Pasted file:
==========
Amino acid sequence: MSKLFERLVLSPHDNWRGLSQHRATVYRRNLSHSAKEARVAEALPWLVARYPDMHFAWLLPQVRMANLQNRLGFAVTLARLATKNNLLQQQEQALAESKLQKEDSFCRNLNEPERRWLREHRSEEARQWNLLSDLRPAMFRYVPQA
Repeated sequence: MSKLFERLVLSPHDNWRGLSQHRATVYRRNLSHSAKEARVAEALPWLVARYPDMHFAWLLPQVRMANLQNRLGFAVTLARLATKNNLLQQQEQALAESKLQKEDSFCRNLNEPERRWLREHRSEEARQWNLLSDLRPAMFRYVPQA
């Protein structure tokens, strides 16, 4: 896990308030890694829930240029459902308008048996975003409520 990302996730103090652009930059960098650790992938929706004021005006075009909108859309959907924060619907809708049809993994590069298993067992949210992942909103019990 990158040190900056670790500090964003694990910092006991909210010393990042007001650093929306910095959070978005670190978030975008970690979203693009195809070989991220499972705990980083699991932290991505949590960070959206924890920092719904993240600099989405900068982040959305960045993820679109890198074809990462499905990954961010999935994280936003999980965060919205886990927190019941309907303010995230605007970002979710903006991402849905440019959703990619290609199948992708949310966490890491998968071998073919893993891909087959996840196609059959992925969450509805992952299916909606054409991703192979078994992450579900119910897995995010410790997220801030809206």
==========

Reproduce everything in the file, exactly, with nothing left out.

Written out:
Amino acid sequence: MSKLFERLVLSPHDNWRGLSQHRATVYRRNLSHSAKEARVAEALPWLVARYPDMHFAWLLPQVRMANLQNRLGFAVTLARLATKNNLLQQQEQALAESKLQKEDSFCRNLNEPERRWLREHRSEEARQWNLLSDLRPAMFRYVPQA
Repeated sequence: MSKLFERLVLSPHDNWRGLSQHRATVYRRNLSHSAKEARVAEALPWLVARYPDMHFAWLLPQVRMANLQNRLGFAVTLARLATKNNLLQQQEQALAESKLQKEDSFCRNLNEPERRWLREHRSEEARQWNLLSDLRPAMFRYVPQA
């Protein structure tokens, strides 16, 4: 896990308030890694829930240029459902308008048996975003409520 990302996730103090652009930059960098650790992938929706004021005006075009909108859309959907924060619907809708049809993994590069298993067992949210992942909103019990 990158040190900056670790500090964003694990910092006991909210010393990042007001650093929306910095959070978005670190978030975008970690979203693009195809070989991220499972705990980083699991932290991505949590960070959206924890920092719904993240600099989405900068982040959305960045993820679109890198074809990462499905990954961010999935994280936003999980965060919205886990927190019941309907303010995230605007970002979710903006991402849905440019959703990619290609199948992708949310966490890491998968071998073919893993891909087959996840196609059959992925969450509805992952299916909606054409991703192979078994992450579900119910897995995010410790997220801030809206």